(h) What are the five high technology areas? See subsection (3)(e) of this section for more information.
(19) How is the business and occupation tax credit calculated?
(a) On or after July 1, 2004. The amount of the credit is calculated as follows:
(i) A person must first determine the greater of:
The person's qualified research and development expenditures;
or
Eighty percent of amounts received by a person other than a public educational or research institution as compensation for conducting qualified research and development.
(ii) Then the person subtracts, from the amount determined under (a)(i) of this subsection, 0.92 percent of its taxable amount. If 0.92 percent of the taxable amount exceeds the amount determined under (a)(i) of this subsection, the person is not eligible for the credit.
(iii) The credit is calculated by multiplying the amount determined under (a)(ii) of this subsection by the following:
(A) For the periods of July 1, 2004, to December 31, 2006, the person's average tax rate for the calendar year for which the credit is claimed;
(B) For the periods of January 1, 2007, to December 31, 2007, the greater of the person's average tax rate for the calendar year or 0.75 percent;
(C) For the periods of January 1, 2008, to December 31, 2008, the greater of the person's average tax rate for the calendar year or 1.0 percent;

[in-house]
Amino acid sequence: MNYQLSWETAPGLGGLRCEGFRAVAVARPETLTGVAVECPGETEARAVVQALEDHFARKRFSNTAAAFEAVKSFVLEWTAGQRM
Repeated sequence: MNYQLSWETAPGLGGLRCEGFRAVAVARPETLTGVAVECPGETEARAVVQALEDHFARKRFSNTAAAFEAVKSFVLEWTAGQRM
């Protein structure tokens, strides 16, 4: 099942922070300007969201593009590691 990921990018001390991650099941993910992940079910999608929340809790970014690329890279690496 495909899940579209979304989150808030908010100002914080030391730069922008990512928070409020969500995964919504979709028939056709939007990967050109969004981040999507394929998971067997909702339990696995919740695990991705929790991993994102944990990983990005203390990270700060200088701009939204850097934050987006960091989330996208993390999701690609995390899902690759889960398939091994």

(D) For the periods of January 1, 2009, to December 31, 2009, the greater of the person's average tax rate for the calendar year or 1.25 percent; and
(E) For the periods after December 31, 2009, 1.50 percent.
(iv) For the purposes of this section, "average tax rate" means a person's total business and occupation tax liability for the calendar year for which the credit is claimed, divided by the person's total taxable amount for the calendar year for which the credit is claimed.
(v) For purposes of calculating the credit, if a person's reporting period is less than annual, the person may use an estimated average tax rate for the calendar year for which the credit is claimed, by using the person's average tax rate for each reporting period. When the person files its last return for the calendar year, the person must make an adjustment to the total credit claimed for the calendar year using the person's actual average tax rate for the calendar year.
(vi) Examples.